Having said that, the narration wasn't bad enough to keep me from listening to the entire audiobook, for if it had been, I'd be writing a review of the printed edition and not the audiobook.
Overall, I'm rating the book 4★'s as I really enjoyed E.C. Diskin's book.
Jeff Cummings's narration performance earns him 4★'s.
Profile Image for Lewis Weinstein.
Author 9 books495 followers
April 24, 2019
an outstanding read ... many characters and story lines are woven into a tense page-turner ... especially good for a first novel

the story focuses on bad cops in Chicago and it is revolting to think how much may be based on truth

not perfect ... but the problems are small and inconsequential to the overall enjoyment
Profile Image for Brian Smith.
Author 4 books48 followers
March 11, 2014
I'm Smarter after Reading "The Green Line"

There's a popular saying among those who teach writing—"Write what you know." E. C. Diskin has taken her skills as a lawyer and nicely crafted them into the telling of Abby Donovan's story. She teaches us about a law that may motivate corruption within the social services we depend on. She walks us through the routines of being a lawyer—something we rarely experience. She uses this to dig our protagonist deeper and deeper into conflict until we truly can't see how she will succeed.

The story starts off with a nail biting incident that sets the story in motion, pulling Abby away from her pressure packed but successful carrier. Abby struggles to find logic in all that is happening around her, and she fears her career is about to pay. But she doesn't allow herself to forget what she has witnessed and what she has learned about it. The lawyer in her searches for answers, many of which she is unprepared for.

The Green Line gets 5 stars not only for the story itself, but also for its success in this highly competitive industry of literature. This debut novel has risen from an unknown, self-published piece of work into a title that currently sits on Amazon's Best Seller lists. With a strong tale, and the determination to work it through the many roadblocks that cause most new writers to fail; E. C. Diskin provides us all with an inspiring success story.
Profile Image for Ms.pegasus.
702 reviews137 followers
May 11, 2015
The eponymous Green Line (what was formerly known as the Lake Street L) passes through a checkerboard of depressed neighborhoods collectively called the “westside.” These are the kinds of neighborhoods where an attractive, dressed-for-success, twenty something female will attract the wrong kind of attention when wandering the streets at midnight. Yet, that's where Abby Donovan, finds herself after she boards the wrong train and promptly dozes off. She awakens to the taunts of some leering gangbangers and flees the train only to wander into Reggie's Bar and Grill, a dilapidated drinking den of crumbling plaster and makeshift plywood where a stranger is quickly assessed as either predator or prey. Ominously, everyone has cleared out. Abby then stumbles into more trouble. She finds a murdered prostitute's body in the rest room. That's only the beginning of her problems.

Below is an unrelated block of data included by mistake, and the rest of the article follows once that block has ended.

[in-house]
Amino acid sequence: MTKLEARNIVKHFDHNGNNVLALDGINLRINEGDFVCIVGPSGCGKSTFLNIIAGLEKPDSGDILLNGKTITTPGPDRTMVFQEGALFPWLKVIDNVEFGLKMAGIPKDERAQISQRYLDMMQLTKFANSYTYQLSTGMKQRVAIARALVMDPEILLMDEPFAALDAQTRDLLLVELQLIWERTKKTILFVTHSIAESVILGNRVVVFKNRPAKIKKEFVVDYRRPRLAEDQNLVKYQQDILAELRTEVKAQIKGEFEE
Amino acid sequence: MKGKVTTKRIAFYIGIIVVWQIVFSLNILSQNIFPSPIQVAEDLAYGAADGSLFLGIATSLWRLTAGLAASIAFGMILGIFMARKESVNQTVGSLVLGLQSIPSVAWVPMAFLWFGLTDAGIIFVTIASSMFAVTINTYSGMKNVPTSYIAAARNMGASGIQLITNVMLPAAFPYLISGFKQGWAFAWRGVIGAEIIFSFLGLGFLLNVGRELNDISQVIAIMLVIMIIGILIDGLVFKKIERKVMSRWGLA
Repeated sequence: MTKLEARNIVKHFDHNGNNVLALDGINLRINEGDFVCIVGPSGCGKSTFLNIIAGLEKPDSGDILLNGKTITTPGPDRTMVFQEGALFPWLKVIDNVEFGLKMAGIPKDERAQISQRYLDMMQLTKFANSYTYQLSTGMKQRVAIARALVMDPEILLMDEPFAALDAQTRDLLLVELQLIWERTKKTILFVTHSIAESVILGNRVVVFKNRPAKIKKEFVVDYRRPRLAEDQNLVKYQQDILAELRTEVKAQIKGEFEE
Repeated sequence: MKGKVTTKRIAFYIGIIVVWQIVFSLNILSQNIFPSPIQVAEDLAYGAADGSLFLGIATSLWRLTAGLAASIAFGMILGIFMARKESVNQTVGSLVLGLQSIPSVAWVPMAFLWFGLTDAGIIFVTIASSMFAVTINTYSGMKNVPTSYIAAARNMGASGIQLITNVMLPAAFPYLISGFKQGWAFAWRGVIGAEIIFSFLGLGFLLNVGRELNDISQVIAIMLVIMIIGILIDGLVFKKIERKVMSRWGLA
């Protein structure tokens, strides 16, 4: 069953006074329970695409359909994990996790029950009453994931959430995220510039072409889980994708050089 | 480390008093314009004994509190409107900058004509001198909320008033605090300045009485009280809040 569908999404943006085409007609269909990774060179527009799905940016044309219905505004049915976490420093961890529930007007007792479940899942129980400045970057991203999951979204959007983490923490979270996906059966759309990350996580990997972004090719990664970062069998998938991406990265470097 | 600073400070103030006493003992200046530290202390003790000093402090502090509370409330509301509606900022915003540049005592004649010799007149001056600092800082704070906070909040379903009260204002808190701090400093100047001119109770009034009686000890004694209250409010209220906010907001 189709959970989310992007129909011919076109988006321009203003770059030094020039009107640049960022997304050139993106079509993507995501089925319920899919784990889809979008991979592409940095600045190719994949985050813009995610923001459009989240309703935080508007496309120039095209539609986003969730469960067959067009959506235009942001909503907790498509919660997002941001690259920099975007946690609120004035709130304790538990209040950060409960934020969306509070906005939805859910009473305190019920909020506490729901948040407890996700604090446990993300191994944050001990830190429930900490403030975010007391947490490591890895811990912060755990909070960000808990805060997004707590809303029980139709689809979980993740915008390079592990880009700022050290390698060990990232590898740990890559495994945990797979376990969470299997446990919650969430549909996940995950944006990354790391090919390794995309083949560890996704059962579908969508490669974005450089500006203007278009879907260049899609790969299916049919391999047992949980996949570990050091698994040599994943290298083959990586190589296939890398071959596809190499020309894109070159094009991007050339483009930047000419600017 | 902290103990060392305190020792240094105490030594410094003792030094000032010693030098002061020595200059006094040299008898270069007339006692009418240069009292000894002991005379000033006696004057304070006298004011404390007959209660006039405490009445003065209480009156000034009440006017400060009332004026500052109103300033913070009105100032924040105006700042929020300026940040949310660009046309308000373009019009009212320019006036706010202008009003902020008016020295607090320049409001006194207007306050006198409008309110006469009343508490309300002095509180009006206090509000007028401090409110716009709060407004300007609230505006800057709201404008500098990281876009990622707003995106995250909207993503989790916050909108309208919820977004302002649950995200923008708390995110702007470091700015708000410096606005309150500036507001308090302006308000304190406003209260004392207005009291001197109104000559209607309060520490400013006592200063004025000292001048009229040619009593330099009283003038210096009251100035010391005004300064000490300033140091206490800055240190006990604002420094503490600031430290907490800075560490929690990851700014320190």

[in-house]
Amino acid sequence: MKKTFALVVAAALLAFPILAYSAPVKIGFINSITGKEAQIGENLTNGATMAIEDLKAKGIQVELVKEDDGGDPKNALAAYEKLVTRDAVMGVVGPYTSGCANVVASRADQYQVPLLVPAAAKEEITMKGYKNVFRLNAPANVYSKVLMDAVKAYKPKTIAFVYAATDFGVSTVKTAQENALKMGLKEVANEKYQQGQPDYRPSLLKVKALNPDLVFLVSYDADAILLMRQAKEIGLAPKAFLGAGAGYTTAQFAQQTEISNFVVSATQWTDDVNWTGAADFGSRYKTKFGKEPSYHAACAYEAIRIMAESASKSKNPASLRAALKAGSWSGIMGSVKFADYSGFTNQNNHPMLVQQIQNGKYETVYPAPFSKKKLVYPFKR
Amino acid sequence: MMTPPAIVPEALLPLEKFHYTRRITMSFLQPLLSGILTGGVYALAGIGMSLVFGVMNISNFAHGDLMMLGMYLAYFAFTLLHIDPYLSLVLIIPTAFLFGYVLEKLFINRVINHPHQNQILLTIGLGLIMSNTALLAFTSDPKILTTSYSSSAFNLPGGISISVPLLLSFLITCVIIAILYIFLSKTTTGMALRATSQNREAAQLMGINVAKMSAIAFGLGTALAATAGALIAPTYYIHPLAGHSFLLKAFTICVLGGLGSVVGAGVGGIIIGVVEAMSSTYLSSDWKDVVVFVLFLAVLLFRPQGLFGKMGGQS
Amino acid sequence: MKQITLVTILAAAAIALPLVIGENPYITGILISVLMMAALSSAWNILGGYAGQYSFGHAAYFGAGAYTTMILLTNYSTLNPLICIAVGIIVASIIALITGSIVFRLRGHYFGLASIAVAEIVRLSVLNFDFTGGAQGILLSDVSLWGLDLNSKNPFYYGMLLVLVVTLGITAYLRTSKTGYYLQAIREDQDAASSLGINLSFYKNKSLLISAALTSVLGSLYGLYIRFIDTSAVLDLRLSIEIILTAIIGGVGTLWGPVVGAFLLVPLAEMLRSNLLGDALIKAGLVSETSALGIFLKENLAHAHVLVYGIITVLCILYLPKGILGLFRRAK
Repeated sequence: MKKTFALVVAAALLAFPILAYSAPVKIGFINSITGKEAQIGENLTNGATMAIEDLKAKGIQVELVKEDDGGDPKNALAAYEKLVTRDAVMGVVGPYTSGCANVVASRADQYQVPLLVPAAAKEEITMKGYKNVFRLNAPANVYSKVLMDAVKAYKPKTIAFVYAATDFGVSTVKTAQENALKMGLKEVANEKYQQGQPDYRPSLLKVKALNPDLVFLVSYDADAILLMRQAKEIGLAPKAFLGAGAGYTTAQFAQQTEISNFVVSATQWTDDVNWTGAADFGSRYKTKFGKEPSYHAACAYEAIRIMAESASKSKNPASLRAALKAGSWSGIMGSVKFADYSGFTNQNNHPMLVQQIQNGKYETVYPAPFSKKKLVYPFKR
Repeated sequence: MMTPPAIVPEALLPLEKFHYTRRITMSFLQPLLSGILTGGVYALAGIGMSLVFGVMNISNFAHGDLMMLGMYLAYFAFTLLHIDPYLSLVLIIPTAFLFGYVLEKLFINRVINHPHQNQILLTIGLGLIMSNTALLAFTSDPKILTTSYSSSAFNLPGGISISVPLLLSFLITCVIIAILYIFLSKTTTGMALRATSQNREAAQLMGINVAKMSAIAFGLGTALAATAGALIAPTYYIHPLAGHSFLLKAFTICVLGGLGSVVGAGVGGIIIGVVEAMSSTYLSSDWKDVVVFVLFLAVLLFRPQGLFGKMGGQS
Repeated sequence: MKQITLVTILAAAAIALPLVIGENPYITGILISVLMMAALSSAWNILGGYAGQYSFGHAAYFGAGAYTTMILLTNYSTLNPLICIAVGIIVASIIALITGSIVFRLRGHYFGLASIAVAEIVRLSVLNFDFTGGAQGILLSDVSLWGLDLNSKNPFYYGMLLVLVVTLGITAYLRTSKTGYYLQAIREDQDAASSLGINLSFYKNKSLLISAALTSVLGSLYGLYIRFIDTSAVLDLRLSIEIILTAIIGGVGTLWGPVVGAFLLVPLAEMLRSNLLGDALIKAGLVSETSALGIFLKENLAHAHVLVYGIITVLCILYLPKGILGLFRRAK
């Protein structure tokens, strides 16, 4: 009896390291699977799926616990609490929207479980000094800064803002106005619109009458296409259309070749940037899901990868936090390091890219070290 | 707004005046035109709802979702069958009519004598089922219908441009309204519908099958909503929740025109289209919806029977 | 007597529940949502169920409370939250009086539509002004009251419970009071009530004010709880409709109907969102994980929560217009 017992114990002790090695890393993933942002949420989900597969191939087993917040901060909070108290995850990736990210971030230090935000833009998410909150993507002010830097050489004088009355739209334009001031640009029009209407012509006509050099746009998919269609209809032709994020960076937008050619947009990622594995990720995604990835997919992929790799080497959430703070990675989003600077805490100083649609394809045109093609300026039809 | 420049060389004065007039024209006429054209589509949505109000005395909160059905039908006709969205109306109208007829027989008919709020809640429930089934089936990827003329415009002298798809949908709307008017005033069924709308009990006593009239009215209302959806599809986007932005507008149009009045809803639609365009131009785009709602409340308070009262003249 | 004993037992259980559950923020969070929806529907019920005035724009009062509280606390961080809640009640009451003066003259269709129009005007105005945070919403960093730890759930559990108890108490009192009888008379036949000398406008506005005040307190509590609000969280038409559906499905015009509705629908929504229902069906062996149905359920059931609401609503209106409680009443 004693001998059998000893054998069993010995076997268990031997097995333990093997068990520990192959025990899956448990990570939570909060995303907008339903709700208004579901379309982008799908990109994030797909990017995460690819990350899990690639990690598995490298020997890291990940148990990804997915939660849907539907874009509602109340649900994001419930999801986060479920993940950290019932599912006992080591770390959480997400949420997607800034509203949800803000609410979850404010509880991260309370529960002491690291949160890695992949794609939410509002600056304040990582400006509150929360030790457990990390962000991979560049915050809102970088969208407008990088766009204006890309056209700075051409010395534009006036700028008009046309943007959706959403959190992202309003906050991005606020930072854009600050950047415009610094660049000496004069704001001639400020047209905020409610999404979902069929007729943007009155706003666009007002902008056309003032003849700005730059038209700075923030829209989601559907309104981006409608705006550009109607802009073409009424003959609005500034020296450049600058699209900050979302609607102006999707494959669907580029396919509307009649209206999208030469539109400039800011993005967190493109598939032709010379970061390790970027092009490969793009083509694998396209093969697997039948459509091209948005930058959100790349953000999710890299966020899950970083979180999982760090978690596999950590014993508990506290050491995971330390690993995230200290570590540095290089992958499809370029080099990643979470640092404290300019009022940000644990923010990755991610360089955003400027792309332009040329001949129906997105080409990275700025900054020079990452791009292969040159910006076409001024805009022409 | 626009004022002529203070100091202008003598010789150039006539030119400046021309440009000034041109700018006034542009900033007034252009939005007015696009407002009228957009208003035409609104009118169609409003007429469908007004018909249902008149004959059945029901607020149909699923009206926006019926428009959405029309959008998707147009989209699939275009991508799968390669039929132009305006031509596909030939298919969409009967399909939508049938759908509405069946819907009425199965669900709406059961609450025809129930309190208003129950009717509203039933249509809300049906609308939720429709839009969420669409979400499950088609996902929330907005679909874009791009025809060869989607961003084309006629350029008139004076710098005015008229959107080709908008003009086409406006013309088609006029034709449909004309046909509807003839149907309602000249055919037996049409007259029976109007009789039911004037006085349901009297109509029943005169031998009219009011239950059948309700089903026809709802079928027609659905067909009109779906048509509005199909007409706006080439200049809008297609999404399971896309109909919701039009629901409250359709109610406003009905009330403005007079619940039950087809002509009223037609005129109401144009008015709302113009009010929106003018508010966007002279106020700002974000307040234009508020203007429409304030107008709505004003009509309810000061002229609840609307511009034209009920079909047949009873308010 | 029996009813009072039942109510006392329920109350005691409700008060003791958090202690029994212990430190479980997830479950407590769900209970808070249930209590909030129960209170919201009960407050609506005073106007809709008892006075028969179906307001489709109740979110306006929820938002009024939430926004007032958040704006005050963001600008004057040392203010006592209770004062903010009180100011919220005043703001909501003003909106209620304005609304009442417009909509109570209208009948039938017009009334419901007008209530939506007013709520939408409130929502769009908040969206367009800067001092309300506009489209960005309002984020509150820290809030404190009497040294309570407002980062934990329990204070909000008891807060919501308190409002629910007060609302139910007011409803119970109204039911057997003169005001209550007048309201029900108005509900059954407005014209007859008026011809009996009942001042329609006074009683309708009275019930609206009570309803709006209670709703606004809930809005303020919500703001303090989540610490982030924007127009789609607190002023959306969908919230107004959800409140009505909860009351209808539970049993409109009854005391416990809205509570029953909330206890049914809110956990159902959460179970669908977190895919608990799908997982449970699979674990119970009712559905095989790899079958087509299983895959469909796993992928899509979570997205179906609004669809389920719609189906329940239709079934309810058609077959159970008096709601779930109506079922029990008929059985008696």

Abbie is on the partner track at a high-powered downtown law office, the kind that expects its associates' encounters with the police to be on behalf of well-heeled clients; the kind that expects its young associates to return home only for a shower and a quick nap. Needless to say, this incident isn't part of Abby's career plan. That glitch pales, however, compared to the impending threat to her life.

Author E.C. Diskin in this debut novel has written a gripping thriller drawing on conspiracy, corruption, drugs, forfeiture law, and murder. What I loved about this book was her evocation of Chicago. The wind whipping off Lake Michigan; the elegant Drake Hotel at the gateway to the “Magnificent Mile”; distinctive neighborhoods like Rogers Park and Wrigleyville; Cellular Field (formerly Comiskey Park), Clark Street and the Outer Drive are all here.

This is a plot driven novel. There are unlikely coincidences, one-dimensional characters and melodramatic situations. Nevertheless, the book is fresh, fast-paced and entertaining. It's perfect for the beach or airport, and just what I needed after a stretch of some heavy-duty reading. Highly recommended for anyone familiar with Chicago.

The material about forfeiture law was particularly interesting. A NEW YORKER article discussed it in the context of traffic stops, http://www.newyorker.com/magazine/201.... Diskin's book delves into abuse of the law on a much larger scale.